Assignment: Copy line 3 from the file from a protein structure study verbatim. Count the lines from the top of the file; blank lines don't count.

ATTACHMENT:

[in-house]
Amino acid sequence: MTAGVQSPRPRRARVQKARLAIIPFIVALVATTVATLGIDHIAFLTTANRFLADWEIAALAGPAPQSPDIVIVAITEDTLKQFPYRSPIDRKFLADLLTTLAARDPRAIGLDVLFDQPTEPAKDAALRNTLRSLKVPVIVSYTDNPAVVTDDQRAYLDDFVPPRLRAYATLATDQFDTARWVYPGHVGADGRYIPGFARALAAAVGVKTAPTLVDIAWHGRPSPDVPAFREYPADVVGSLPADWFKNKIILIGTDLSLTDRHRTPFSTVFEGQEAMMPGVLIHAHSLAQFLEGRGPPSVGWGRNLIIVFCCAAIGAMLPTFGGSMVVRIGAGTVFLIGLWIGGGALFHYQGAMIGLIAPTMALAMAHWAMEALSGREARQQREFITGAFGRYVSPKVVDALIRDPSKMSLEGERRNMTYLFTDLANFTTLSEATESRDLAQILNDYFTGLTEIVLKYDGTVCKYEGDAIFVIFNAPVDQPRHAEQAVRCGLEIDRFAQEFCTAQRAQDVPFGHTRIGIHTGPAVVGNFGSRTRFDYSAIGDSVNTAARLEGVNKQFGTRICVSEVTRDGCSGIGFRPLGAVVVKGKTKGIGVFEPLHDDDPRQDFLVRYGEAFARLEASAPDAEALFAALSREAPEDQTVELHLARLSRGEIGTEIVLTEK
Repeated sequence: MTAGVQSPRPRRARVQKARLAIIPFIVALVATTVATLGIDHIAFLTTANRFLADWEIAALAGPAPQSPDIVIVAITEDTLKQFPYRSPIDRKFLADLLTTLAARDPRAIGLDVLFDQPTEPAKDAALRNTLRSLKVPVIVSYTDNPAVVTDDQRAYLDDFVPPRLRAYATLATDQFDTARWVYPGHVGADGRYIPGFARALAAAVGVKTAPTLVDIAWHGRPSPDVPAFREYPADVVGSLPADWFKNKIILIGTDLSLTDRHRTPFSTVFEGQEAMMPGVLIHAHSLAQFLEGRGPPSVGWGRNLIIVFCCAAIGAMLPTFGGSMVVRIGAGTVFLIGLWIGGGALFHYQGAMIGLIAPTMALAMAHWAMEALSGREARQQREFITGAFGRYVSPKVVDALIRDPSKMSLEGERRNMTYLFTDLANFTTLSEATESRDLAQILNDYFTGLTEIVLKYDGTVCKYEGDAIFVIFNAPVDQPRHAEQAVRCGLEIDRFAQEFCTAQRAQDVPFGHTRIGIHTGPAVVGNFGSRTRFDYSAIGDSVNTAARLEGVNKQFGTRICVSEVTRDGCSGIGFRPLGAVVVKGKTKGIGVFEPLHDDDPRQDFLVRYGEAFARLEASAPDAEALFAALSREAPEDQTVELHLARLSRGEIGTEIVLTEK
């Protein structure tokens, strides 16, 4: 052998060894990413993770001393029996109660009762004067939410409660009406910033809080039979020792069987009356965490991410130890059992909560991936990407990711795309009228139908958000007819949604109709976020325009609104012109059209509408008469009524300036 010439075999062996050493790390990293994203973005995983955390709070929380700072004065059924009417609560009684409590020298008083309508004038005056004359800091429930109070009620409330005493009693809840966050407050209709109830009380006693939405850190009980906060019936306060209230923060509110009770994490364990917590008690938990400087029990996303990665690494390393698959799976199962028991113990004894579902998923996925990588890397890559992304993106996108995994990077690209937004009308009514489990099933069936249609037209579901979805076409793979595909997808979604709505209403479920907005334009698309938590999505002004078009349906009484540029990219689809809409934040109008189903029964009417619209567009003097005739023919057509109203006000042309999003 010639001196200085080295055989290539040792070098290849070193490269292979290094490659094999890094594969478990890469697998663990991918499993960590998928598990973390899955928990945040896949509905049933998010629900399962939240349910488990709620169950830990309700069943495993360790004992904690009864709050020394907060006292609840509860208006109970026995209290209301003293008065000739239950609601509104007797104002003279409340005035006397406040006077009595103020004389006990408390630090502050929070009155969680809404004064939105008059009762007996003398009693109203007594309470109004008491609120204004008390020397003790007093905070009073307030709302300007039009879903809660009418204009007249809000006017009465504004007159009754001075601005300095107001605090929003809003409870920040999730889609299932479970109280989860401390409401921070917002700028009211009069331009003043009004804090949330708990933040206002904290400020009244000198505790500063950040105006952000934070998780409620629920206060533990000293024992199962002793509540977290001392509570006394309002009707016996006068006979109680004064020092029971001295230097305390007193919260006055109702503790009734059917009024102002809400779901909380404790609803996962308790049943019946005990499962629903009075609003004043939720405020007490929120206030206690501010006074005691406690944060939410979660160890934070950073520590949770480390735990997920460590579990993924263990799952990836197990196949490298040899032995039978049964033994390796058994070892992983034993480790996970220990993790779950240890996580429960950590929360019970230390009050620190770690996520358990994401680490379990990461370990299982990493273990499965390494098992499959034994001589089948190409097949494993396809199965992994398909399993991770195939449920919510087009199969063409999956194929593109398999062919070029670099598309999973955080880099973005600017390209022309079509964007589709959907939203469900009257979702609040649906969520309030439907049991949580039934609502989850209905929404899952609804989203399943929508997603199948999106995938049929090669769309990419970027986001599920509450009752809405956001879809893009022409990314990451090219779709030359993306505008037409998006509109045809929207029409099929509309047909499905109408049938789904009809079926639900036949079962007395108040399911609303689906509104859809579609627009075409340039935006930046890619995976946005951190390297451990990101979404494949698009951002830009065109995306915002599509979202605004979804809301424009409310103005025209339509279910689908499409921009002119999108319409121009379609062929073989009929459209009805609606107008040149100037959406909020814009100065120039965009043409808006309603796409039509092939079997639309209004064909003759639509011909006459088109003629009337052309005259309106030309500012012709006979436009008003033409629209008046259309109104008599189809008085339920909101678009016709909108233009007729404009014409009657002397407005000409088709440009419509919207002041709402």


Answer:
Repeated sequence: MTAGVQSPRPRRARVQKARLAIIPFIVALVATTVATLGIDHIAFLTTANRFLADWEIAALAGPAPQSPDIVIVAITEDTLKQFPYRSPIDRKFLADLLTTLAARDPRAIGLDVLFDQPTEPAKDAALRNTLRSLKVPVIVSYTDNPAVVTDDQRAYLDDFVPPRLRAYATLATDQFDTARWVYPGHVGADGRYIPGFARALAAAVGVKTAPTLVDIAWHGRPSPDVPAFREYPADVVGSLPADWFKNKIILIGTDLSLTDRHRTPFSTVFEGQEAMMPGVLIHAHSLAQFLEGRGPPSVGWGRNLIIVFCCAAIGAMLPTFGGSMVVRIGAGTVFLIGLWIGGGALFHYQGAMIGLIAPTMALAMAHWAMEALSGREARQQREFITGAFGRYVSPKVVDALIRDPSKMSLEGERRNMTYLFTDLANFTTLSEATESRDLAQILNDYFTGLTEIVLKYDGTVCKYEGDAIFVIFNAPVDQPRHAEQAVRCGLEIDRFAQEFCTAQRAQDVPFGHTRIGIHTGPAVVGNFGSRTRFDYSAIGDSVNTAARLEGVNKQFGTRICVSEVTRDGCSGIGFRPLGAVVVKGKTKGIGVFEPLHDDDPRQDFLVRYGEAFARLEASAPDAEALFAALSREAPEDQTVELHLARLSRGEIGTEIVLTEK